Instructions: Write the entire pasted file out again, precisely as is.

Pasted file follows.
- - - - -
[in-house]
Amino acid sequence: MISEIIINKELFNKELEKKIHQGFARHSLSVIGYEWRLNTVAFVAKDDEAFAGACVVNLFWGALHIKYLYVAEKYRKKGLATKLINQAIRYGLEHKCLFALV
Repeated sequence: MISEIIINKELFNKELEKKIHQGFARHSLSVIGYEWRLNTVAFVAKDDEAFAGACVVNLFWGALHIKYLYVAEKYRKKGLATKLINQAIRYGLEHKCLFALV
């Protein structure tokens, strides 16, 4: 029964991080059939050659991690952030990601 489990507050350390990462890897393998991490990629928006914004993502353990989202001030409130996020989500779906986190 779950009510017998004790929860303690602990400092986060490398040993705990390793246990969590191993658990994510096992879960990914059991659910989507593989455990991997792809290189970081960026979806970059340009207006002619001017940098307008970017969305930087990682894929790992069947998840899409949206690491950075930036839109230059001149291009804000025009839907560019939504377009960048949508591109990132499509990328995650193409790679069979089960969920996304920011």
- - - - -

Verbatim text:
[in-house]
Amino acid sequence: MISEIIINKELFNKELEKKIHQGFARHSLSVIGYEWRLNTVAFVAKDDEAFAGACVVNLFWGALHIKYLYVAEKYRKKGLATKLINQAIRYGLEHKCLFALV
Repeated sequence: MISEIIINKELFNKELEKKIHQGFARHSLSVIGYEWRLNTVAFVAKDDEAFAGACVVNLFWGALHIKYLYVAEKYRKKGLATKLINQAIRYGLEHKCLFALV
């Protein structure tokens, strides 16, 4: 029964991080059939050659991690952030990601 489990507050350390990462890897393998991490990629928006914004993502353990989202001030409130996020989500779906986190 779950009510017998004790929860303690602990400092986060490398040993705990390793246990969590191993658990994510096992879960990914059991659910989507593989455990991997792809290189970081960026979806970059340009207006002619001017940098307008970017969305930087990682894929790992069947998840899409949206690491950075930036839109230059001149291009804000025009839907560019939504377009960048949508591109990132499509990328995650193409790679069979089960969920996304920011």